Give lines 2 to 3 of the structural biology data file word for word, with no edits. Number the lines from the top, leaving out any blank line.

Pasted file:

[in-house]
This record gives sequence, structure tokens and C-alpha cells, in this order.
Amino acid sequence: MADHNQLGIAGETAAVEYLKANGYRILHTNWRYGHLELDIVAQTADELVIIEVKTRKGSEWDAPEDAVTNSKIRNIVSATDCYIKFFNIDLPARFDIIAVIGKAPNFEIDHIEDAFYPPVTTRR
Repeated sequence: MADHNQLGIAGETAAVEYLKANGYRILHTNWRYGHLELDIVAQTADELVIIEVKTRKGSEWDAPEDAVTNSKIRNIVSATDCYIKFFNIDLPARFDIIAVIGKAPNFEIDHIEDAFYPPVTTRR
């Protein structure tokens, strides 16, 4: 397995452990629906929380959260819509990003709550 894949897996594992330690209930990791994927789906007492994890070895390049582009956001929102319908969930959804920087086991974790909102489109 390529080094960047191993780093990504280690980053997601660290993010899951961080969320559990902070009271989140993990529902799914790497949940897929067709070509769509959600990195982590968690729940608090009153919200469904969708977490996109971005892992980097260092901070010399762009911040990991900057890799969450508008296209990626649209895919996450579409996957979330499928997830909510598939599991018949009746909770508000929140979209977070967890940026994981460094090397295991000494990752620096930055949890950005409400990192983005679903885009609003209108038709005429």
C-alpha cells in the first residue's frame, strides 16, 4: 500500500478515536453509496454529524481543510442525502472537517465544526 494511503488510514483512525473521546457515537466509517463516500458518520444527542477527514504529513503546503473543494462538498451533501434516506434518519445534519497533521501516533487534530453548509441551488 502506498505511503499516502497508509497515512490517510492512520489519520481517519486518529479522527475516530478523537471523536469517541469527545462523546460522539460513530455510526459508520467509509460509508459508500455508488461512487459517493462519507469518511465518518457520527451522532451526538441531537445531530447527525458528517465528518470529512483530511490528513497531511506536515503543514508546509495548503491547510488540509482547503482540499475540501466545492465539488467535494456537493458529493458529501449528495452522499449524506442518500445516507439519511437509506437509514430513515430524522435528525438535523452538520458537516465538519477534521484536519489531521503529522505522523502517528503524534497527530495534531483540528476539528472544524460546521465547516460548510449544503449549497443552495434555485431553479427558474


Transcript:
This record gives sequence, structure tokens and C-alpha cells, in this order.
Amino acid sequence: MADHNQLGIAGETAAVEYLKANGYRILHTNWRYGHLELDIVAQTADELVIIEVKTRKGSEWDAPEDAVTNSKIRNIVSATDCYIKFFNIDLPARFDIIAVIGKAPNFEIDHIEDAFYPPVTTRR